By gentle color, I mean anything that is easy on the eyes. My students typically go for pastels, especially sage green or lilac, or neutrals like tan or medium gray. Also, be sure to choose a color that is solid throughout the skein. Choosing a gentle, solid color allows you to focus on your stitching and not on how hard it is to see and understand your crochet fabric.


The beginning stages of crochet involve a lot of trial and error. That means you’ll likely unravel and re-crochet the same yarn over and over again. Go for an inexpensive yarn when learning so you don’t feel bad about the beating that yarn might take. Once you get the hang of things, it’ll be easy to transition to pricier yarn.

Notice that I did not mention yarn fiber in this list. If you’re able to find a yarn that meets all of the criteria mentioned above, it doesn’t really matter what the fiber is. Go with your preference between animal fibers, plant fibers, and acrylic fibers.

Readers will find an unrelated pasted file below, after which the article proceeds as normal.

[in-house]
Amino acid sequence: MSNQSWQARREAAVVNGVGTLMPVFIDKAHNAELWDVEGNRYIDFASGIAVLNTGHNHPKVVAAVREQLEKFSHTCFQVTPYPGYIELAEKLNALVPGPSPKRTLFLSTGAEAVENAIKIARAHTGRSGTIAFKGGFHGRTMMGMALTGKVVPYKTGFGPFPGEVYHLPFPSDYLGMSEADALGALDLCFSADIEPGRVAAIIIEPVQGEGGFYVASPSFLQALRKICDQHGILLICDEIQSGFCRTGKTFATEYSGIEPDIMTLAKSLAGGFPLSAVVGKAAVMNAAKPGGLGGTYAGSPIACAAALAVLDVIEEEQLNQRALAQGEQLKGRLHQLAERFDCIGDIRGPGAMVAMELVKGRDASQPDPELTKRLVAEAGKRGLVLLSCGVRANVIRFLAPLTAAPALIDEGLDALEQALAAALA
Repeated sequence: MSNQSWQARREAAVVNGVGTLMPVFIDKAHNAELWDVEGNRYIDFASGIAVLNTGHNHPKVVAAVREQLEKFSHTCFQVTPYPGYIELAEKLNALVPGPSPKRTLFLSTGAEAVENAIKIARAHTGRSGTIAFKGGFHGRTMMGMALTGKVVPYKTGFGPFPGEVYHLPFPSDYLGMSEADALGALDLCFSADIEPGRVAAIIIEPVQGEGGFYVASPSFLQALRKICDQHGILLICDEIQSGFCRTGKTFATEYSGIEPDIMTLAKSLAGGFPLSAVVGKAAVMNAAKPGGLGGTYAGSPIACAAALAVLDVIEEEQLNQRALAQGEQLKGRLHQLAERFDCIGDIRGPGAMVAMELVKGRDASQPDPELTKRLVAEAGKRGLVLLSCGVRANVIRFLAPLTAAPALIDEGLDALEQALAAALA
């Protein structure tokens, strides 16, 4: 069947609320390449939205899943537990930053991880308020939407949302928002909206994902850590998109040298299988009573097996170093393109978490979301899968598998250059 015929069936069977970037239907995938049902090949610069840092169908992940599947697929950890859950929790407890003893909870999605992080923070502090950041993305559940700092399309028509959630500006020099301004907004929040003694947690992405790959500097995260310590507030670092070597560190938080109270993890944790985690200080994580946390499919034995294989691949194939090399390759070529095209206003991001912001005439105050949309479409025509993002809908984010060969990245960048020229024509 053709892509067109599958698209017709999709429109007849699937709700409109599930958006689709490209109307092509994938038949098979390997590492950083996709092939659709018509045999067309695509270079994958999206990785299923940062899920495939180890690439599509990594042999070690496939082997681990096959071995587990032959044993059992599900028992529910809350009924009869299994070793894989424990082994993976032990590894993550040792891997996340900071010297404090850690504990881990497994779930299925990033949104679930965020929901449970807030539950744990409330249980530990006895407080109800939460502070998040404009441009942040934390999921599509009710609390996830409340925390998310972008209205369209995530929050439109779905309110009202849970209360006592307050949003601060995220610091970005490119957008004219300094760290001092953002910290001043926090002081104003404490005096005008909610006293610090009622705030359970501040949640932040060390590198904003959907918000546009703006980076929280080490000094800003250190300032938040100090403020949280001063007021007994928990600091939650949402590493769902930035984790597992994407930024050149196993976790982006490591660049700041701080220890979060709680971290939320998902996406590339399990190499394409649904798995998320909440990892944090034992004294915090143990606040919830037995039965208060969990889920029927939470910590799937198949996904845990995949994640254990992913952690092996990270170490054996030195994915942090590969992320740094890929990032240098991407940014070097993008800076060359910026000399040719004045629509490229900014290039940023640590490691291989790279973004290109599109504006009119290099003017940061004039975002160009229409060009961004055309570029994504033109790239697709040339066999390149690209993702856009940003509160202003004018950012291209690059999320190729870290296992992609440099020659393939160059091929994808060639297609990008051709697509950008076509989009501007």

8 Yarns for Crochet Beginners

Now that you know what to look for, here are some recommendations of yarns that work well for crochet beginners.

1 // Paintbox Cotton Aran

Specs: $3 per 93-yard skein / 100% cotton / Worsted weight
Hook recommendation: 5mm

Paintbox Yarns
Buy Cotton Aran HERE

2 // WeCrochet Swish Worsted

Specs: $6 per 110-yard skein / 100% superwash merino wool / Worsted weight
Hook recommendation: 5.5mm

WeCrochet Swish Worsted Yarn
Buy Swish Worsted HERE

3 // Red Heart Soft Essentials

Specs: $7.49 per 131-yard skein / 100% acrylic / Bulky weight
Hook recommendation: 6.5mm

Red Heart Soft Essentials
Buy Soft Essentials HERE

4 // Lion Brand Hue + Me